Letter to Premier John Horgan re: federal tax policies

Letters & Submissions

September 29, 2017

Honourable John Horgan, MLA
Premier of British Columbia
West Annex, Parliament Buildings
Victoria, BC V8V 1X4

Dear Premier Horgan,

When I last wrote you in July, I expressed how the BC Chamber of Commerce values our work with the provincial government to grow the people who power our strong and vibrant provincial economy and that there is no better organization to engage with when one wants to know what’s on the mind of B.C. in both urban and rural jurisdictions.

I’m writing today to share with you that the significant changes to federal tax policy is very much on the mind of small business owners from top to bottom, east to west. These proposed changes could derail the ongoing economic growth which has been so positive for B.C.

At the upcoming First Minister’s meeting on October 3rd, the BC Chamber and its network of local Chambers of Commerce and Boards of Trade – from every corner of the province – urge you and your provincial colleagues to put the federal government’s proposed tax changes at the top of the agenda with the Prime Minister.

The federal government has proposed the most radical changes to our tax system in 50 years, focused squarely at small businesses. As you know, these changes include: (1) a new tax – effectively a 65%-73% rate – on investment income in a corporation, (2) a much higher tax rate for compensation in a family business deemed “unreasonable,” and (3) new, tougher rules for converting income to capital gains that would make it difficult to pass a business along to family members.

The Chamber network believes the tax changes will:

  • Lead to lower savings within small businesses, eroding sustainability and future investment for business growth;
  • Make it more difficult to pass down ownership of family-run businesses to the next generation – only exacerbating the issues around succession planning;
  • Discourage entrepreneurship;
  • Reduce venture capital available to Canadian business;
  • Send foreign investors away to friendlier markets; and
  • Reduce economic growth and job creation in B.C.

Small businesses are the lifeblood of our economy. B.C.’s small businesses account for 98% of all businesses and 55% of all private sector employment. We have a rate of 83 small businesses per 1000 residents – the most of all the provinces – and substantially higher than the national average of 70.3. There is little doubt these proposed federal tax changes will likely have a disproportionate impact on B.C.’s economy.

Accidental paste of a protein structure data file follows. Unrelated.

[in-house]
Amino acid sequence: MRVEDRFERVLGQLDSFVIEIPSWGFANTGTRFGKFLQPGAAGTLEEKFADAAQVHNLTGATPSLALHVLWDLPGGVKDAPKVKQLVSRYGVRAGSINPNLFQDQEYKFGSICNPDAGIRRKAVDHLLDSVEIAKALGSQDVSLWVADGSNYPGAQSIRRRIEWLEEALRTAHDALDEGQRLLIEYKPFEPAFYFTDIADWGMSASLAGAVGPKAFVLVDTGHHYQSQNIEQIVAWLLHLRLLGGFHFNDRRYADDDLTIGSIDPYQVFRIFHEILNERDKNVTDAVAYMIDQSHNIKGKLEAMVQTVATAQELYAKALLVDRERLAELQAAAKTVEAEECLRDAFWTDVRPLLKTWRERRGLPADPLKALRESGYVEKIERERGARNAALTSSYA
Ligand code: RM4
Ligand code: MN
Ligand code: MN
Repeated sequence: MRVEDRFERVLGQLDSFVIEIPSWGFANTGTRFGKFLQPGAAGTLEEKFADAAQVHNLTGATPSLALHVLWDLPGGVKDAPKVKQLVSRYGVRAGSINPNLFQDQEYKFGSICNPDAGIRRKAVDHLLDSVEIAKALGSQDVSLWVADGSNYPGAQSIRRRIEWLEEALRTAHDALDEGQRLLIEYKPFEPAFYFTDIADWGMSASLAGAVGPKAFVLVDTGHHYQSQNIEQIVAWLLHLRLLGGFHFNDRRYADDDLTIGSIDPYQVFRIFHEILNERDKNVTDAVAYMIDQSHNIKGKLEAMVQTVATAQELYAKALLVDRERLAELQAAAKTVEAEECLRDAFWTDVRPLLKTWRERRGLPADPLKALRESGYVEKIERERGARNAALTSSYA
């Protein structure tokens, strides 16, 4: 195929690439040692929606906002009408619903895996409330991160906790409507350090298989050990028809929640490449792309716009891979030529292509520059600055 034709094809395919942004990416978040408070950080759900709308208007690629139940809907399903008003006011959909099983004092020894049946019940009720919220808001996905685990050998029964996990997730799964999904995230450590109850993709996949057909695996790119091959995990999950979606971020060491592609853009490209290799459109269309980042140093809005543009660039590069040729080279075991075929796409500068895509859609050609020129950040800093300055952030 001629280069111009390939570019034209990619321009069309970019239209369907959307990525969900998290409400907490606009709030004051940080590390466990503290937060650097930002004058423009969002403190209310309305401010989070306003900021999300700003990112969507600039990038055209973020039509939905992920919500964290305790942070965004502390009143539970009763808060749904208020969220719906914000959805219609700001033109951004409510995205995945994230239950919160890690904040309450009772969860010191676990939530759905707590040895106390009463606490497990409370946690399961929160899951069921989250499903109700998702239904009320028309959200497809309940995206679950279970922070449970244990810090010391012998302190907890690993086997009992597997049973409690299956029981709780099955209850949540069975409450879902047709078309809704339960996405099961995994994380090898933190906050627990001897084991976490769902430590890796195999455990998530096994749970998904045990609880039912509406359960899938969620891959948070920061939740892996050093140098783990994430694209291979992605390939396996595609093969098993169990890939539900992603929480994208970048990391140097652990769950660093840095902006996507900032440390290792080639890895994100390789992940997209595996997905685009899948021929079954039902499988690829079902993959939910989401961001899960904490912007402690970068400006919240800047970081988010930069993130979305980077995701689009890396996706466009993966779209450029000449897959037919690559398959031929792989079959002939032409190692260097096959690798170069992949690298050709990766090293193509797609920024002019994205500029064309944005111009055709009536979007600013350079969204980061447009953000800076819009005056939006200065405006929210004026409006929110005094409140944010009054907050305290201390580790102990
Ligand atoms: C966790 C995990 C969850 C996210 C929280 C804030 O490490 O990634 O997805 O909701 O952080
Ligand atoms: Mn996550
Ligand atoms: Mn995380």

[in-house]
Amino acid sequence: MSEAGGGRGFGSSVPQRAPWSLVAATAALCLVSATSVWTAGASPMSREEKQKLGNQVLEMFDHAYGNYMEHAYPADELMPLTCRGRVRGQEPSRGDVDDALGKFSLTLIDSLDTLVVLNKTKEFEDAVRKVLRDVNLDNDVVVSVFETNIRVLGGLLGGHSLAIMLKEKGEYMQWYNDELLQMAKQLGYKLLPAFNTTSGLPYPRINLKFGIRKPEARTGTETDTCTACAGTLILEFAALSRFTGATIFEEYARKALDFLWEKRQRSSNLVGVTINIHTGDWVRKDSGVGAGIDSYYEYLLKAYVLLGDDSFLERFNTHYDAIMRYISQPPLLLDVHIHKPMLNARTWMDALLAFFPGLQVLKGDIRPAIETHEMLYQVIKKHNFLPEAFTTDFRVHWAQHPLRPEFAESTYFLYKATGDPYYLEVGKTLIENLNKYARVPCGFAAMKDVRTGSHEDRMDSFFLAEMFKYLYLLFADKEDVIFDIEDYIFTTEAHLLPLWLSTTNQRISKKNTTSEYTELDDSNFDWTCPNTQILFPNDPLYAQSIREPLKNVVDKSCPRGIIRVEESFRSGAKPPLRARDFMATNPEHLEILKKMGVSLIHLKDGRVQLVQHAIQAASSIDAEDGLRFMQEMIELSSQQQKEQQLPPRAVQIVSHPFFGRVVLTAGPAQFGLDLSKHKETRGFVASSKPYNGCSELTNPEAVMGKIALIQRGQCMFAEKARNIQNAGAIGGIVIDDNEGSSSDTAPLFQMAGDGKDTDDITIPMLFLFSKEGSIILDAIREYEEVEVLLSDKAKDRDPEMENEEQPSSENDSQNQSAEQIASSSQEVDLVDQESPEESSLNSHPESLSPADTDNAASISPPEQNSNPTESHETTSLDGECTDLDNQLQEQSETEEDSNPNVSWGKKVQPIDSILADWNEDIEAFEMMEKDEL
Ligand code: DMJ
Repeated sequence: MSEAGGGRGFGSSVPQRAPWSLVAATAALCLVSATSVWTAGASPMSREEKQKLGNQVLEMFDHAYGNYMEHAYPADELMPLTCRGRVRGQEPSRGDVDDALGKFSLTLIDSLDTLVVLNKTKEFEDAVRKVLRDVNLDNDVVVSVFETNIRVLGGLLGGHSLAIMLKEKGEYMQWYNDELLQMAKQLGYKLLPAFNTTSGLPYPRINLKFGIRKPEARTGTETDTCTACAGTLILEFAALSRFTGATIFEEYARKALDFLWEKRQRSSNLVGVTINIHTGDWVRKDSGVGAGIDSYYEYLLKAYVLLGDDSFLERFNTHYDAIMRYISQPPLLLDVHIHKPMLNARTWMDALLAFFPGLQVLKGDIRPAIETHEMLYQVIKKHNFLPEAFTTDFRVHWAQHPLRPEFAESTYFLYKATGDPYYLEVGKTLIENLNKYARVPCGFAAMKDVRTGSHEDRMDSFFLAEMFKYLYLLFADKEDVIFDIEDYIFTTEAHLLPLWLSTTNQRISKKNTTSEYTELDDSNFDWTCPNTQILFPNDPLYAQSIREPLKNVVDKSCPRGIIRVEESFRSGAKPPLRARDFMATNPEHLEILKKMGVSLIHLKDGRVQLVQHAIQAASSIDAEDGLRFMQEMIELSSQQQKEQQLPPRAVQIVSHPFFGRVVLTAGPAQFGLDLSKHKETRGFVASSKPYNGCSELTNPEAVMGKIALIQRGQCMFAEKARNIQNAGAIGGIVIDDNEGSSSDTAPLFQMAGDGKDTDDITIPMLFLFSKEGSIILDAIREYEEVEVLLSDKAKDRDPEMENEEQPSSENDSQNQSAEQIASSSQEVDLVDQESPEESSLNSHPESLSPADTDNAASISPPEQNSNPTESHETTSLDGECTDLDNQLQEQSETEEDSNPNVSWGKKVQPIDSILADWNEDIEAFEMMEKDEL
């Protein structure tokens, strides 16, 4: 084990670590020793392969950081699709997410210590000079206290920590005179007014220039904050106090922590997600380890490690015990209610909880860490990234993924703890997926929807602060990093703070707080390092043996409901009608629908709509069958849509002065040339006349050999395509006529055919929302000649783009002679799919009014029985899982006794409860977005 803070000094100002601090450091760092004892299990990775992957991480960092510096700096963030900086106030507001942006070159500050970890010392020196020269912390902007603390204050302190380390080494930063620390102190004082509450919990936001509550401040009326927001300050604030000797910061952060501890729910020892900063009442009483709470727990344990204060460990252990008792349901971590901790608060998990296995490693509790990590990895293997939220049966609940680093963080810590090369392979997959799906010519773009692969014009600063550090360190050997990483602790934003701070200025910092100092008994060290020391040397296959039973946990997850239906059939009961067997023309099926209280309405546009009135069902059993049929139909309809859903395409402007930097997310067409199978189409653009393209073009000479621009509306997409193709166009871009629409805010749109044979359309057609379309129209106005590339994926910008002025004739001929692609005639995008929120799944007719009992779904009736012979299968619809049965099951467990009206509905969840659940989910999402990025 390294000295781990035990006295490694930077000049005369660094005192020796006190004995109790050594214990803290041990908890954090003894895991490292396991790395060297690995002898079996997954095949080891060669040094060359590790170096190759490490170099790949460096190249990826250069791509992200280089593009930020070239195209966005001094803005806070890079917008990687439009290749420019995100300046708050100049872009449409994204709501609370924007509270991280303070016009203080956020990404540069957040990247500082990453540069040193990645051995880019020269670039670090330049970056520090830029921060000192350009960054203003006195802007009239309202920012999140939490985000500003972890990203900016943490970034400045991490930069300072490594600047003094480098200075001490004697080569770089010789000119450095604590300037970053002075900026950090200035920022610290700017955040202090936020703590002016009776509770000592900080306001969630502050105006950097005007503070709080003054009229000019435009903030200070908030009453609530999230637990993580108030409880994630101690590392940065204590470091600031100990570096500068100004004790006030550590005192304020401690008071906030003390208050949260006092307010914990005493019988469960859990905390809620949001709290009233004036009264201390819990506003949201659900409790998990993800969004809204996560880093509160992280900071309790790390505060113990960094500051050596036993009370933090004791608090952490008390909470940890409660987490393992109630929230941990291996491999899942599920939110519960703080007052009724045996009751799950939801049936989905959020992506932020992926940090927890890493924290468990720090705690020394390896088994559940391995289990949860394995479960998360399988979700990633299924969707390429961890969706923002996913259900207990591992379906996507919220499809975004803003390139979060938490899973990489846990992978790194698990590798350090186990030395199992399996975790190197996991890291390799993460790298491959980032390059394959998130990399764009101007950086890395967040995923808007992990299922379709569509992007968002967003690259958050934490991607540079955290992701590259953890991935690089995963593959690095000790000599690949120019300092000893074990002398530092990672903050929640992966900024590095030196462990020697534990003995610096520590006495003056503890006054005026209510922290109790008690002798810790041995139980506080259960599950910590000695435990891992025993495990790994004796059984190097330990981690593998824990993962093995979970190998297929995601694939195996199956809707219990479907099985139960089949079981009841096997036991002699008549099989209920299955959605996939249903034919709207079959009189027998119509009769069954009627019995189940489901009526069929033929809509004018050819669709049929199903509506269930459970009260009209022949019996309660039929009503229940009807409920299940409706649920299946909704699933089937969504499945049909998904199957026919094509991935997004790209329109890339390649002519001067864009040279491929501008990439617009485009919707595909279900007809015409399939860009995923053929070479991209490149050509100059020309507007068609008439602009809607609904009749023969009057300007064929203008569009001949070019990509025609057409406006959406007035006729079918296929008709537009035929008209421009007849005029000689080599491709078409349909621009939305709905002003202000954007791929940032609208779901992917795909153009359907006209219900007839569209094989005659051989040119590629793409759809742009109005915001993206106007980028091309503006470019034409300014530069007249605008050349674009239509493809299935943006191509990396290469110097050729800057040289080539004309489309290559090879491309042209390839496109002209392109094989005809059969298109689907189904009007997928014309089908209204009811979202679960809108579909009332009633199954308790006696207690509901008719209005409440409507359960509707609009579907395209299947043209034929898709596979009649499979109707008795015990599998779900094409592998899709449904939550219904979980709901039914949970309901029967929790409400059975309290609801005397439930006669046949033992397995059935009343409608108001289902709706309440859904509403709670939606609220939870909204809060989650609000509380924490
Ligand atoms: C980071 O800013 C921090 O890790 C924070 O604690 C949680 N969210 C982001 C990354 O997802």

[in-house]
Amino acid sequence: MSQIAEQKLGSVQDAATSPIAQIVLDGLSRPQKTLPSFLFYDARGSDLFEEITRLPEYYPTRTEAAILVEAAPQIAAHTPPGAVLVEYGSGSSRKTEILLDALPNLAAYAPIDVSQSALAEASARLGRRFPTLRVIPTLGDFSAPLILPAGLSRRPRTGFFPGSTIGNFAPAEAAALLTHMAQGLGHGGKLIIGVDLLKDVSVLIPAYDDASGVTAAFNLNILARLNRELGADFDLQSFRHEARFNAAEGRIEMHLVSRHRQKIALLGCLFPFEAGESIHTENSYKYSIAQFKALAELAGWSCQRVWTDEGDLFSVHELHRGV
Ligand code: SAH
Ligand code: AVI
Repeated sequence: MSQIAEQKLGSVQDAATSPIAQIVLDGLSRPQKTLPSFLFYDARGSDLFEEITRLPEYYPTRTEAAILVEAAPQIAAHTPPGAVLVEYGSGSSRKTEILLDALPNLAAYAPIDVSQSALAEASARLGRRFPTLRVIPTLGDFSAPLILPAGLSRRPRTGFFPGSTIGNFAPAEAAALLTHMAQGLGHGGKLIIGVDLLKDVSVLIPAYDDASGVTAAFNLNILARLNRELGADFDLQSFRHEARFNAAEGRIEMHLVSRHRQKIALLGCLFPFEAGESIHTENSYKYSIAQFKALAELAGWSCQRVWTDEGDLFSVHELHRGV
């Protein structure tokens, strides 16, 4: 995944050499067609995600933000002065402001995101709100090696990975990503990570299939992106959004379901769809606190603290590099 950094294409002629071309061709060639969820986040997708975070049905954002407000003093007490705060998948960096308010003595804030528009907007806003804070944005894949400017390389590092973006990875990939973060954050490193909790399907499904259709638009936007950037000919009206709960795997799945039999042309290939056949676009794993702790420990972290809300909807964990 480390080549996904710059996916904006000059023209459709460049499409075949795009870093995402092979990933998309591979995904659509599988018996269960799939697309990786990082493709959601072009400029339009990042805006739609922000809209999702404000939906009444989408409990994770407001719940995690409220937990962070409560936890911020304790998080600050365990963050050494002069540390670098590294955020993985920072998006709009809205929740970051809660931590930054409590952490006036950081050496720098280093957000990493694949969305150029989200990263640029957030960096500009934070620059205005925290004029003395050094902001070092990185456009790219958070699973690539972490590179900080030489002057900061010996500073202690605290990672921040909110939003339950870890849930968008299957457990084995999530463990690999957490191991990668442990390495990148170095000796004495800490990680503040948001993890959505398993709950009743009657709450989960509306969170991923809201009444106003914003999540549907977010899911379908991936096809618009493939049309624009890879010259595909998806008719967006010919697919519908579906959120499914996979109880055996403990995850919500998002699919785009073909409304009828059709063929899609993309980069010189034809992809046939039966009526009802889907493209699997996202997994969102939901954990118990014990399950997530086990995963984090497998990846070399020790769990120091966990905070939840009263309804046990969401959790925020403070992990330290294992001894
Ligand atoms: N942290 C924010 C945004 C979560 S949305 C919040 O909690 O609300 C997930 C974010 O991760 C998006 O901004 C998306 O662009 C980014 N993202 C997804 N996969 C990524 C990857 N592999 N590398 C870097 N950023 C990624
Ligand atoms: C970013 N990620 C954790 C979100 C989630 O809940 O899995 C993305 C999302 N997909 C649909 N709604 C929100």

In a recent op-ed I wrote, I told the story of just two of the many small businesses who will be impacted. I want to share their stories with you as you head into the First Minister’s Meeting.

Melissa Dobernigg and her husband are third-generation apple growers, and the owners of BX Press Cidery and Orchard in Vernon. They were only able to inherit the farm through the Lifetime Capital Gains Exemption, without which it would have been impossible for her father-in-law to pay the taxes required to pass on the farm. As they put it: “We literally ‘risked the farm’ and were even turned down by several lenders.”

Dan Reader is the President of MLP Machinery from Surrey. The company itself will be celebrating its 100th year in operation in 2018. MLP Machinery is a diverse, custom manufacturing company servicing industries such as forestry, oil and gas, natural resources, as well as government. The company employs 160 people and brings in millions to the economy. Speaking to income sharing, Dan says “It is not just my risk, it is a risk for my spouse, and my family as well. To buy into the business, I mortgaged the house. From the point of view of me and my spouse, we are in this together. This affects me, my wife, and our whole family. These are the risks you take as a business owner.”

There is no need for the federal government to rush into these sweeping tax changes. That is why we urge you to convince Prime Minister Trudeau to take these proposals off the table, and launch meaningful consultations with the business community to address any shortcomings in tax policy without unfairly targeting small businesses.

Thank you for your consideration of this matter. Should you or your staff have any questions in the meantime, please do not hesitate to contact Dan Baxter, Director of Policy Development, Government and Stakeholder Relations at 604-638-8116.

Sincerely,
The British Columbia Chamber of Commerce

Val Litwin
President and CEO

CC: Perrin Beatty, President and CEO, Canadian Chamber of Commerce